THE EVENING STARS: The Rise of the Network Anchors by Barbara Matusow

THE EVENING STARS: The Rise of the Network Anchors

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KIRKUS REVIEW

This latest addition to the proliferating newsstar literature is an amateurish hash consisting, in about equal parts, of: banal, contradictory comment on the ""triumph of the anchor""; lame, often belittling personality profiles of network anchors from Douglas Edwards and John Cameron Swayze to Dan Rather and Tom Brokaw; and accounts of the big ruckuses--the Barbara-Walters/Harry-Reasoner fiasco, the Rather and Brokaw contract carryings-on. The ""triumph of the anchor"" means, to Matusow, Rather's and Brokaw's gaining more ""control"" over the evening news than their predecessors enjoyed--and the network news department relinquishing some control. This would be a bad thing, she thinks, if they were autocrats (which she doesn't think they are). And although ""the system,"" as she sees it, is ""almost totally unfettered by any considerations except the need to maximize profits"" (p. 4)--hence, the triumph of the anchor--""the three network evening newscasts have retained their traditional emphasis on hard news and solid, credible reporting"" (p. 274). Her complaint, then? ""All three programs are still aimed too far over the head of the average, high-school-educated viewer."" If this is incoherent, the treatment of the anchors is mostly snide--though nothing hangs together or adds up here either. Re the Rather/Mudd rivalry to succeed Walter Cronkite, Rather is deemed to be ""hard-driving,"" theatrical, opportunistic, Mudd to be principled but aloof--the better news-writer and -reader, but a poor ad-libber and a very poor mixer: humdrum observations suggesting only that Rather got the job parry because he was more of a regular guy and a better team player. (So what about the alleged ""triumph""? the supposed elitism?) Others--notably Walter Cronkite--simply get it in the neck. ""His drive to win propelled him to amazing feats of endurance. . . . Another [hidden] facet of his personality was his star-sized ego. . . . Cronkite was also careful to promote a spotless personal and professional image."" Etcetera. (Actually, he's presented as an ""autocrat"" who didn't make waves.) People apparently did talk to Matusow--but what she made of that access is messy, crude, and irresponsible.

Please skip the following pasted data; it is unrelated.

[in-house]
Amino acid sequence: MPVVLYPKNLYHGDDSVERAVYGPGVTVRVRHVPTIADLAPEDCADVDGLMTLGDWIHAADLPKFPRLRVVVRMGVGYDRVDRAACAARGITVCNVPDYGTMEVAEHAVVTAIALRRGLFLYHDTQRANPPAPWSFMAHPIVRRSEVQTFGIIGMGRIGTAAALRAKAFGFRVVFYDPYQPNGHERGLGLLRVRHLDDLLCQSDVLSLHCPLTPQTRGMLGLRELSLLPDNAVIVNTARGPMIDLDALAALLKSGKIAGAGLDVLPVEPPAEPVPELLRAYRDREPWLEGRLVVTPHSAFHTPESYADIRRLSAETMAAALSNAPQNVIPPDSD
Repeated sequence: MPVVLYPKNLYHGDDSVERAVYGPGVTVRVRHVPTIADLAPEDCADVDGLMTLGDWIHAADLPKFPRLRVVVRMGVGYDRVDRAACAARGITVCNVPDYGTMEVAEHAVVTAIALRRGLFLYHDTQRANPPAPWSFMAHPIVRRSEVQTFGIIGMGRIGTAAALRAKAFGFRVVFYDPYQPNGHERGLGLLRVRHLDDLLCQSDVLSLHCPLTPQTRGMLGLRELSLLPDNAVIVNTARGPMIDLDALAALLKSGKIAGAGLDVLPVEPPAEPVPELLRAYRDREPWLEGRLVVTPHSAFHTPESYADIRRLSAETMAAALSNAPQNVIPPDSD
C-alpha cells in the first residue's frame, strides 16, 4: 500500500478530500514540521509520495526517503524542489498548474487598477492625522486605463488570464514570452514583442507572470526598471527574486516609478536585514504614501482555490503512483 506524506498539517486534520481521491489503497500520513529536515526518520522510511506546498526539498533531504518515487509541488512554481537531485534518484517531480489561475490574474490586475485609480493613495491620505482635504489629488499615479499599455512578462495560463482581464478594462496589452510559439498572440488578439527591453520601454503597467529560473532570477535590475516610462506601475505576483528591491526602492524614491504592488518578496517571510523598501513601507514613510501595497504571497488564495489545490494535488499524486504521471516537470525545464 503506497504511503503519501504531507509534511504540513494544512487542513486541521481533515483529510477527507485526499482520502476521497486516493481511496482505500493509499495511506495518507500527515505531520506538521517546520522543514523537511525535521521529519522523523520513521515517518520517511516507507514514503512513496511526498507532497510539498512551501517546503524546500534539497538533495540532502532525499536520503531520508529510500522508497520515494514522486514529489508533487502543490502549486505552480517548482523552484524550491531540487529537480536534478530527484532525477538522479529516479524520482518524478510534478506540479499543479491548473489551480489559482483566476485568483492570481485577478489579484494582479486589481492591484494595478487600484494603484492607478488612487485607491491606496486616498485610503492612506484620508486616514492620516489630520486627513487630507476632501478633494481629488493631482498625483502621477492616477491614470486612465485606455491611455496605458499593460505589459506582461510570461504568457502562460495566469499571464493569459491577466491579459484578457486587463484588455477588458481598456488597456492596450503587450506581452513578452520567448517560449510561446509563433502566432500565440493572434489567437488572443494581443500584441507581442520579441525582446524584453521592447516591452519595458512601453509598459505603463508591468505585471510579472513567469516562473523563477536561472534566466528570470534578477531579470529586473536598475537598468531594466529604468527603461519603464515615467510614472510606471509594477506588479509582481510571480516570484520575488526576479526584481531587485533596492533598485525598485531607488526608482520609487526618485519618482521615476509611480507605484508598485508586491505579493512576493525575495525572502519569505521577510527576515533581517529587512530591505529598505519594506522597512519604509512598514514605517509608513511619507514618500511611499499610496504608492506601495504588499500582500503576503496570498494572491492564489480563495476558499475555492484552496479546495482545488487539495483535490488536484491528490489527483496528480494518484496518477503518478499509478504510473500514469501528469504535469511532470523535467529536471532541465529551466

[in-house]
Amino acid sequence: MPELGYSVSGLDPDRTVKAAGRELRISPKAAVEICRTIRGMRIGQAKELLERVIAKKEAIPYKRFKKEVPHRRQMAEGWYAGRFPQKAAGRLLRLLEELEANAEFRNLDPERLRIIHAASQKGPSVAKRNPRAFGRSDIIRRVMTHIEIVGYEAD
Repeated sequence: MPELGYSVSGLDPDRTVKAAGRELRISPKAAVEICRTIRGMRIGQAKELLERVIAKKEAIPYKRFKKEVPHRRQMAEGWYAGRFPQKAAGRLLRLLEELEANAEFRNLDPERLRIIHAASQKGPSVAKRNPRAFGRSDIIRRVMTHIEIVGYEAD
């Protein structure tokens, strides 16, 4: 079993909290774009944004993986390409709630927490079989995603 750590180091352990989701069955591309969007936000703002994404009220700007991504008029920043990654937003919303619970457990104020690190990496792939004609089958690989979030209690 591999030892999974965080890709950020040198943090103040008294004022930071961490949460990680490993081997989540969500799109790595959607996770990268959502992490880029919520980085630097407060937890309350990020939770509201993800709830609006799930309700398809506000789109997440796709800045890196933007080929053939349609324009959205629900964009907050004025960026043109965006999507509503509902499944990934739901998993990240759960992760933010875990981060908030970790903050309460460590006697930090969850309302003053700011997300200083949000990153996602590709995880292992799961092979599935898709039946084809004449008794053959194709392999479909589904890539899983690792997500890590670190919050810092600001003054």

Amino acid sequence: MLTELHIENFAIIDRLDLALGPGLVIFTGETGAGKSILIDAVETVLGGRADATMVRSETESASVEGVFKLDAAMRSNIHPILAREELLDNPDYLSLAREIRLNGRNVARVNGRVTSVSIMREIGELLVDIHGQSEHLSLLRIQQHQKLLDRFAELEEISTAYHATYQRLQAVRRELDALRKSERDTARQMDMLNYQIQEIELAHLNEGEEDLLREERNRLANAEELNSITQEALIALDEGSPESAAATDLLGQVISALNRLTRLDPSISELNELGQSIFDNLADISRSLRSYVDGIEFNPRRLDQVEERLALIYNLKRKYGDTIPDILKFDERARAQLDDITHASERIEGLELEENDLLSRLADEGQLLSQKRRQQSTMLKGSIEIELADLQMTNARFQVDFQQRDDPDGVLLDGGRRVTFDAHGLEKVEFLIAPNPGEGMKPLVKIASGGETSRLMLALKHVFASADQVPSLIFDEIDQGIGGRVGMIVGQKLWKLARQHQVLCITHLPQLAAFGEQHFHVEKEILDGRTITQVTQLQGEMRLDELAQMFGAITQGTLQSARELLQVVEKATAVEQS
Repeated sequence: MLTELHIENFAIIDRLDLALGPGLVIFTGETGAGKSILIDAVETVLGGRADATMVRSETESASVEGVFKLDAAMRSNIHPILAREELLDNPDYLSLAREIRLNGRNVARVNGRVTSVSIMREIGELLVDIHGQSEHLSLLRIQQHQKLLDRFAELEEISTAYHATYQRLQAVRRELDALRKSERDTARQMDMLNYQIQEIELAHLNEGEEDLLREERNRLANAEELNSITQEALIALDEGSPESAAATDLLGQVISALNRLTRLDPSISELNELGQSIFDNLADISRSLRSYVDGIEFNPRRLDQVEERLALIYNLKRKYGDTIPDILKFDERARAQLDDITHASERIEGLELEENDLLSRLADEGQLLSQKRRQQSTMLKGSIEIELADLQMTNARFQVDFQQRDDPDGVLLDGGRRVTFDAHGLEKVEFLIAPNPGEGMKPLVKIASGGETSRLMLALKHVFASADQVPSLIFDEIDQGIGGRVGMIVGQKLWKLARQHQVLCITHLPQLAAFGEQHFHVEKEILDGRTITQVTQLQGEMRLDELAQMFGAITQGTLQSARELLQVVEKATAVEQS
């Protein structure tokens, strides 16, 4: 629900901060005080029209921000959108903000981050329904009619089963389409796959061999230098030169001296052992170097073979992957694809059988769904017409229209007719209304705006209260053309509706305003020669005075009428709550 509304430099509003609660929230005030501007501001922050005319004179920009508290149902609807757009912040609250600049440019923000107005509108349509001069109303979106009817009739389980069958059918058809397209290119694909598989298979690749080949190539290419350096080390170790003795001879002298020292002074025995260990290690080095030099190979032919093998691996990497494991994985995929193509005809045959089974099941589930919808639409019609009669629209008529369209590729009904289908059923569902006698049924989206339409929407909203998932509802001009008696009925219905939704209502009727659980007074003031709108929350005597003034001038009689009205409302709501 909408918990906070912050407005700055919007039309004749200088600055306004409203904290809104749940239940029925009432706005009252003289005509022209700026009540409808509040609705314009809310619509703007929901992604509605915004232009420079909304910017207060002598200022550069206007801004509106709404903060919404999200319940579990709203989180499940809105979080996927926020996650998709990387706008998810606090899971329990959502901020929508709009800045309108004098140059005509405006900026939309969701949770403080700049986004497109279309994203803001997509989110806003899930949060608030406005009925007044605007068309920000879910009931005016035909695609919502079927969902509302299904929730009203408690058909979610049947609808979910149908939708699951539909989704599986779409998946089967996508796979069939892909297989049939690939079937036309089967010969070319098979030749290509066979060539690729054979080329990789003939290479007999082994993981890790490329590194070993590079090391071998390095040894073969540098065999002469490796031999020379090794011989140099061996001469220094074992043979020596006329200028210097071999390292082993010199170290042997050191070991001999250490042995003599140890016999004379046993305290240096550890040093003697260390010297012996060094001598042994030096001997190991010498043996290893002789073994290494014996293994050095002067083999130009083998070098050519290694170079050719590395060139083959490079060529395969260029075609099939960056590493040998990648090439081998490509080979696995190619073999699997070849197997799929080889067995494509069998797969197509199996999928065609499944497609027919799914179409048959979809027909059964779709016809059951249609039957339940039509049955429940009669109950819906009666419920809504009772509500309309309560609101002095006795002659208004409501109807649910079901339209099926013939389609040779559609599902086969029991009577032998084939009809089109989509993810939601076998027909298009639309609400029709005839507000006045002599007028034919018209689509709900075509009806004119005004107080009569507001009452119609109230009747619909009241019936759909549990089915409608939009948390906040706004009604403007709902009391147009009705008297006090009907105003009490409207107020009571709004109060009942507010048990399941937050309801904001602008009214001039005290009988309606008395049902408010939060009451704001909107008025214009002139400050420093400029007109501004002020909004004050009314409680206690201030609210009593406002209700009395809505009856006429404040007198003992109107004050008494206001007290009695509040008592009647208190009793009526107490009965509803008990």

Pub Date: Aug. 15th, 1983
Publisher: Houghton Mifflin